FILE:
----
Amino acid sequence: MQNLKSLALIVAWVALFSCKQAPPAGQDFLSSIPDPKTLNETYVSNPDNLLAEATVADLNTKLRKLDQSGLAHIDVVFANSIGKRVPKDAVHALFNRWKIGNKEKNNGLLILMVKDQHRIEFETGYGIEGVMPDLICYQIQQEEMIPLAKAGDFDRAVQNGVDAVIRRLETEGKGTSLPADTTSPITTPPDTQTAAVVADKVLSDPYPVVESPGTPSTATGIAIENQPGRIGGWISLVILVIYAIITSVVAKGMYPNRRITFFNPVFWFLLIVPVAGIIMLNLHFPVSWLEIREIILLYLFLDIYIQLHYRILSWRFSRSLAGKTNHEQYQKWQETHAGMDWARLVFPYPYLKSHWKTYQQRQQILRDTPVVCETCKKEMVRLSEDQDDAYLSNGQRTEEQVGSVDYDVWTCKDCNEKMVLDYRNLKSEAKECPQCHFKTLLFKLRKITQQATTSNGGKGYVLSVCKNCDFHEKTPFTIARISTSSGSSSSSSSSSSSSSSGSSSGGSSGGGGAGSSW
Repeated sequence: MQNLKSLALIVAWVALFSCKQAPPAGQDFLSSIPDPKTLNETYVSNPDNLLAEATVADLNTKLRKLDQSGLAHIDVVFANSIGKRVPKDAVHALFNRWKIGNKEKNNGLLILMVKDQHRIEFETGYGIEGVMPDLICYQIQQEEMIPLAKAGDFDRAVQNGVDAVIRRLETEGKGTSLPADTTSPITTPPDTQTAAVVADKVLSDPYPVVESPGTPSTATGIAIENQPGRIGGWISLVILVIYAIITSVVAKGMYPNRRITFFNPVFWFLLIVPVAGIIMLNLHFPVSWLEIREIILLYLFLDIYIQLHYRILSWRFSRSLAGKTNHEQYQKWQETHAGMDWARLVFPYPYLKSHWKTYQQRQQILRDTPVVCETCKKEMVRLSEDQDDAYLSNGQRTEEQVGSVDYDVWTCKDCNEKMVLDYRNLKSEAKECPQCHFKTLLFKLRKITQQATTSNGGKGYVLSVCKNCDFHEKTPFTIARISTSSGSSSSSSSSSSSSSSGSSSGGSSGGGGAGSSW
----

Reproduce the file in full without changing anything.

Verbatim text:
Amino acid sequence: MQNLKSLALIVAWVALFSCKQAPPAGQDFLSSIPDPKTLNETYVSNPDNLLAEATVADLNTKLRKLDQSGLAHIDVVFANSIGKRVPKDAVHALFNRWKIGNKEKNNGLLILMVKDQHRIEFETGYGIEGVMPDLICYQIQQEEMIPLAKAGDFDRAVQNGVDAVIRRLETEGKGTSLPADTTSPITTPPDTQTAAVVADKVLSDPYPVVESPGTPSTATGIAIENQPGRIGGWISLVILVIYAIITSVVAKGMYPNRRITFFNPVFWFLLIVPVAGIIMLNLHFPVSWLEIREIILLYLFLDIYIQLHYRILSWRFSRSLAGKTNHEQYQKWQETHAGMDWARLVFPYPYLKSHWKTYQQRQQILRDTPVVCETCKKEMVRLSEDQDDAYLSNGQRTEEQVGSVDYDVWTCKDCNEKMVLDYRNLKSEAKECPQCHFKTLLFKLRKITQQATTSNGGKGYVLSVCKNCDFHEKTPFTIARISTSSGSSSSSSSSSSSSSSGSSSGGSSGGGGAGSSW
Repeated sequence: MQNLKSLALIVAWVALFSCKQAPPAGQDFLSSIPDPKTLNETYVSNPDNLLAEATVADLNTKLRKLDQSGLAHIDVVFANSIGKRVPKDAVHALFNRWKIGNKEKNNGLLILMVKDQHRIEFETGYGIEGVMPDLICYQIQQEEMIPLAKAGDFDRAVQNGVDAVIRRLETEGKGTSLPADTTSPITTPPDTQTAAVVADKVLSDPYPVVESPGTPSTATGIAIENQPGRIGGWISLVILVIYAIITSVVAKGMYPNRRITFFNPVFWFLLIVPVAGIIMLNLHFPVSWLEIREIILLYLFLDIYIQLHYRILSWRFSRSLAGKTNHEQYQKWQETHAGMDWARLVFPYPYLKSHWKTYQQRQQILRDTPVVCETCKKEMVRLSEDQDDAYLSNGQRTEEQVGSVDYDVWTCKDCNEKMVLDYRNLKSEAKECPQCHFKTLLFKLRKITQQATTSNGGKGYVLSVCKNCDFHEKTPFTIARISTSSGSSSSSSSSSSSSSSGSSSGGSSGGGGAGSSW